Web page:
Phase 2 Begins on $347M BioFuel Plant Construction

One Thing Leads to Another on NH’s I-293

Fri January 09, 2004 - Northeast Edition
Kip Fry



Much like the house that Jack built, one thing has led to another in the construction project along Interstate 293 in Manchester, NH.

When it was decided that an extra lane was needed to alleviate traffic congestion on the highway running along the southern edge of Manchester, it necessitated a series of other jobs as well.

The highway crosses Brown Avenue and Frontage Road in Manchester, so those two bridges had to be rebuilt as well. And as long as contractors had to do that work, they might as well widen Brown Avenue, also.

“We’re rebuilding the bridges from scratch because the roads needed to be widened,” explained Glenn Cairns, vice president of George Cairns and Sons of Londonderry, NH, the primary contractor for the job.

Congestion caused by heavy traffic en route to the nearby Manchester Municipal Airport necessitated the work. The new lane, which stretches approximately 1 mi. from the Merrimack River to just beyond the Exit 1 bridge at Willow Street (Route 28), will help absorb some of the extra vehicles. When work is finished, three lanes will carry traffic in both directions.

The project also includes the widening of Brown Avenue (Route 3A), which goes underneath the interstate at Exit 2, and leads directly to the airport. A bottleneck has existed on that road for many years because, although it is a four-lane road elsewhere, it narrows to two lanes at the bridge and then widens again on the other side.

The construction will allow the addition of another lane there along with new turn lanes and traffic signals. The changes below the interstate demand that the new bridges over the street will be substantially longer than the original ones.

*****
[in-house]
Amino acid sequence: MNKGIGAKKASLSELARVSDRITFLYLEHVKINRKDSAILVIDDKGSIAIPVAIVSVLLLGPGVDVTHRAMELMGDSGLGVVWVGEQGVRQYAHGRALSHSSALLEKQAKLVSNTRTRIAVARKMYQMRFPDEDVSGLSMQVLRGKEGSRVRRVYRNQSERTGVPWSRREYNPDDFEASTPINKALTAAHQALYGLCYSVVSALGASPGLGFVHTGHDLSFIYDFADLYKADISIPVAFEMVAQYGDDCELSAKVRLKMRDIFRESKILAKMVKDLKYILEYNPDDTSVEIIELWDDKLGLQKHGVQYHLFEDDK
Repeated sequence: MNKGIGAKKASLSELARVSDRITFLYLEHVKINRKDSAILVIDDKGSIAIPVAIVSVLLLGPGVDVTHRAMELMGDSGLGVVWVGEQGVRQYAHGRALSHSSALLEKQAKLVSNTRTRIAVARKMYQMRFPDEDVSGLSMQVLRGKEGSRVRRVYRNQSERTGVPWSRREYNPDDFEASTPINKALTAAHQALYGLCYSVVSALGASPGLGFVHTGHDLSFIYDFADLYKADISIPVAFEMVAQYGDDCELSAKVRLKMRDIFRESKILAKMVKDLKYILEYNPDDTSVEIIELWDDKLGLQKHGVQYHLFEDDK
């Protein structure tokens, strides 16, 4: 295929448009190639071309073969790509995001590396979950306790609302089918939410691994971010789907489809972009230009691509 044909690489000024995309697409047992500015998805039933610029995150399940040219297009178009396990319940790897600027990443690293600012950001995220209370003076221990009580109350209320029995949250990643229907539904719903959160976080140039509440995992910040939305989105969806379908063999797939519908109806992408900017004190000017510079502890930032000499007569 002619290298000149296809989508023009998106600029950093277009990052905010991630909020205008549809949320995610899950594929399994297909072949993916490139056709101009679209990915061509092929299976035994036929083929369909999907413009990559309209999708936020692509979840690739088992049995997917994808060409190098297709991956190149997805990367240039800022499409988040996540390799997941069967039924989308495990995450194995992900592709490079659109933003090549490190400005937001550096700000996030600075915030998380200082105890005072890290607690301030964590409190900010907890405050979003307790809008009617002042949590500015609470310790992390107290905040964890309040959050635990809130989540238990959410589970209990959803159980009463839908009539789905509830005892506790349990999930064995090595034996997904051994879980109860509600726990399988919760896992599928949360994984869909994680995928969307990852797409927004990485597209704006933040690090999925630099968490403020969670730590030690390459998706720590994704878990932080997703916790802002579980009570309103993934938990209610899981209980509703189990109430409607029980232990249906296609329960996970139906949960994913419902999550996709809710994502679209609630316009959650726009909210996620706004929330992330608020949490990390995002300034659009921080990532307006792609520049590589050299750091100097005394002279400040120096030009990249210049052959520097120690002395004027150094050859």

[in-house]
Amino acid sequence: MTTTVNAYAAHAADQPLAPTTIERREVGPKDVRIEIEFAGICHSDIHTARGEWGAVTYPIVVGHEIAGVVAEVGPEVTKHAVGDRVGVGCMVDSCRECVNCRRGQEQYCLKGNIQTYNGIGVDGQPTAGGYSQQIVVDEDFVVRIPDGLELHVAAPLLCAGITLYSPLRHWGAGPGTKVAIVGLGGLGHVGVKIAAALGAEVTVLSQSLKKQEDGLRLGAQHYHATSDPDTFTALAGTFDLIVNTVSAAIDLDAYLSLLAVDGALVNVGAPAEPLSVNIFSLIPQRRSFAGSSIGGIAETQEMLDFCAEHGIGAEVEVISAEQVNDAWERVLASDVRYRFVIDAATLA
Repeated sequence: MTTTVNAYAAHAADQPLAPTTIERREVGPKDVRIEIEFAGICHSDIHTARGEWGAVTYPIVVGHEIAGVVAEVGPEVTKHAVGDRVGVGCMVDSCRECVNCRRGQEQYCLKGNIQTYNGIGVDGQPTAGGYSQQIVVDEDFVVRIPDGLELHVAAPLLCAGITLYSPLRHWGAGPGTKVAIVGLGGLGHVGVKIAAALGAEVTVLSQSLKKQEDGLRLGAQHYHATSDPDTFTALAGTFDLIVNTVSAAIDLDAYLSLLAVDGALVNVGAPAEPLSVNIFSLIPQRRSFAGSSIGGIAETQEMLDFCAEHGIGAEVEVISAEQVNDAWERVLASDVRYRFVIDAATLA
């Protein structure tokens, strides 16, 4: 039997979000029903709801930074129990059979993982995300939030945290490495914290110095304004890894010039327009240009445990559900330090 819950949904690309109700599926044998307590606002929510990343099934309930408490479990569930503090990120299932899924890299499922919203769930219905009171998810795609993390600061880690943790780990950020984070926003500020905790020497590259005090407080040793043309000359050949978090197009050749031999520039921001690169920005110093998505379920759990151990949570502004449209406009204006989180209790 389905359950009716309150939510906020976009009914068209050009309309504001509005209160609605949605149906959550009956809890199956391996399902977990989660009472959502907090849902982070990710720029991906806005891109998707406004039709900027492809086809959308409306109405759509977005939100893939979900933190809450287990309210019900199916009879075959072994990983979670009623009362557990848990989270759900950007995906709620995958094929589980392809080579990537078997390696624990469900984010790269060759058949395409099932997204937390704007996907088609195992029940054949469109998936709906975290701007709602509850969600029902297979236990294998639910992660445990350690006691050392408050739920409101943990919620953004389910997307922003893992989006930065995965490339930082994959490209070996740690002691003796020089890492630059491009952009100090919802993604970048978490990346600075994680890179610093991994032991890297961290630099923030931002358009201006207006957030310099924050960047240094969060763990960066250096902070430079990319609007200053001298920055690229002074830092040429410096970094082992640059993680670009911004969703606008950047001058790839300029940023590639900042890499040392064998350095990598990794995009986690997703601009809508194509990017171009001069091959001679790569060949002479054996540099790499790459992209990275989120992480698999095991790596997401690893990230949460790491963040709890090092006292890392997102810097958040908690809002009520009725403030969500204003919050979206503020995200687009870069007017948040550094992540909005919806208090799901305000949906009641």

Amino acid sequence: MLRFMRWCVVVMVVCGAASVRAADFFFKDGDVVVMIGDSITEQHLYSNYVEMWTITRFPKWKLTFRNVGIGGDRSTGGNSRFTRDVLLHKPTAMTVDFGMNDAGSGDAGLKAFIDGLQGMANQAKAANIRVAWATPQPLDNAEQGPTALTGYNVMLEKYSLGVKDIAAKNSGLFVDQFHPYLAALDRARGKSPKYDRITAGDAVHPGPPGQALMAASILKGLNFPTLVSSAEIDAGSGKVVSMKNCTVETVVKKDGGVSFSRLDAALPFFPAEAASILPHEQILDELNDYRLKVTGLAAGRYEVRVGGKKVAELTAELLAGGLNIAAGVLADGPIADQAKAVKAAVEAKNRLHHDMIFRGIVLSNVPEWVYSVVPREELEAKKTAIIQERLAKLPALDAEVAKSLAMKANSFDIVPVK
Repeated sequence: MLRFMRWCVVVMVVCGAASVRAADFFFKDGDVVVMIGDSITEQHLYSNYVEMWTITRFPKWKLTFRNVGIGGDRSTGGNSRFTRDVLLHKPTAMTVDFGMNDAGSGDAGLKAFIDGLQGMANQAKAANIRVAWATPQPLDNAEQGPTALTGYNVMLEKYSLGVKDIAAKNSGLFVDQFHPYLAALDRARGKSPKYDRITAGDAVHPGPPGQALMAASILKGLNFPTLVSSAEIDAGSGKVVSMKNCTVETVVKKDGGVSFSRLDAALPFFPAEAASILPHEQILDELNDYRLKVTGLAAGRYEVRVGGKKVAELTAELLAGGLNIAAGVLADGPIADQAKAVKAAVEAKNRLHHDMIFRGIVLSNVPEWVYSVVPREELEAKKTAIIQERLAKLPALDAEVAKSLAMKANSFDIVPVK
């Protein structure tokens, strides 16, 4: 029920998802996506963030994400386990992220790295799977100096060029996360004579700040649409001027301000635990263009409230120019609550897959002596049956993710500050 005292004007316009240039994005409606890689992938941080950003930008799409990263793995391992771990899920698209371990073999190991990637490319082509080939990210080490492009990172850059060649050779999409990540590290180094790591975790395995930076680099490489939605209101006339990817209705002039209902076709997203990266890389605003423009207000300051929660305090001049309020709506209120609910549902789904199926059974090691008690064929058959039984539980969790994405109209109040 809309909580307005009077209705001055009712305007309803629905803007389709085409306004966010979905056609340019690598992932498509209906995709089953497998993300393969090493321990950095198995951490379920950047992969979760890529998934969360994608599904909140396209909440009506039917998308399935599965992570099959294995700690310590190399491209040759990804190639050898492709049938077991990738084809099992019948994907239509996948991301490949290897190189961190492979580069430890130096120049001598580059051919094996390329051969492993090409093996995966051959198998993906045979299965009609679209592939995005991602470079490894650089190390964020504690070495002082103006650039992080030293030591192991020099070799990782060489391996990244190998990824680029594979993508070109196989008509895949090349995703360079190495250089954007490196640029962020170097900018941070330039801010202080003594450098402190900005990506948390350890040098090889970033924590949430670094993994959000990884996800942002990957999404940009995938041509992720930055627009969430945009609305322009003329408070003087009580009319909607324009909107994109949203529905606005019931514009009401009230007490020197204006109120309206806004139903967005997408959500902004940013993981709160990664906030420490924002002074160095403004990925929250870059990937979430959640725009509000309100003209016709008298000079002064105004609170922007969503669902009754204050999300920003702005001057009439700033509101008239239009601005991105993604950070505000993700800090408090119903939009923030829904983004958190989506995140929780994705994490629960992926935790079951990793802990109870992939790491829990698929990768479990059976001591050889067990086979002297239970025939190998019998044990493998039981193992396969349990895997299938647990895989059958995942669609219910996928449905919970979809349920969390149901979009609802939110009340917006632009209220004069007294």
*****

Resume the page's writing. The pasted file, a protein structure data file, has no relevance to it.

Traffic going through the construction area on I-293 was moved to the eastbound barrel of the highway on Sept. 4, letting workers focus on the westbound lanes.

Concrete barriers separate eastbound and westbound traffic. The speed limit for construction has been reduced to 45 mph.

The on and off ramps at the exits are not being moved, but they will be temporarily changed as work on the road moves from one area to another, Cairns said. They also are being rebuilt.

Much of the work is being done during the nighttime, so restrictions on traffic are being enforced from 9 p.m. to 5 a.m., according to Cairns. During June, the late night hours were used to set the structural steel on the bridge over Brown Street.

During 2002, several months of work was done under these restrictions, Cairns said, but that schedule was much more sporadic this year. Several light towers were brought in to provide light during that time.

For daytime work, rolling roadblocks operated by state police helped control the traffic and let construction vehicles access the median. That way, construction workers could more easily blast away the rock ledges in the median. The roadblocks stop traffic for no more than 10 to 15 minutes at a time.

While attention has been recently refocused on the westbound lanes and its bridges, work on the two eastbound bridges is primarily finished.

Approximately six different subcontractors are working on this project. E.D. Swett, of Concord, NH, is in charge of rebuilding the steel girder bridges, while Continental Paving of Londonderry is doing the paving.

Cairns said that a number of Caterpillars are being used for the excavations, such as a Cat 345, M318 and a 14G motorgrader. The bridge demolition, including the excavation of the bridge footings, is being handled, in part, by a Komatsu PL 350.

Not much earth is being moved during the project, only about 75,000 cu. yds. (57,000 cu m), Cairns said. A small amount of rock — approximately 2,000 cu. yds. (1,520 cu m) — also was removed to create a safety clearance for the new lanes.

I-293 is a spur of interstate I-93, which travels along the western and southern edges of Manchester, providing an alternate route to that part of the city. Together the highways create a loop around the city, with I-93 circling around eastern and northern sections.

Work on the highway started in June 2003 and is expected to be finished in September 2004. The job carries a $13 million price tag.

Another project designed to add the extra lane farther to the east on I-293 is planned, but that will come under a separate contract in the future. The bidding process, on that portion of the job, has not yet started, according to Paul Nadeau of the Construction Bureau of the New Hampshire Department of Transportation.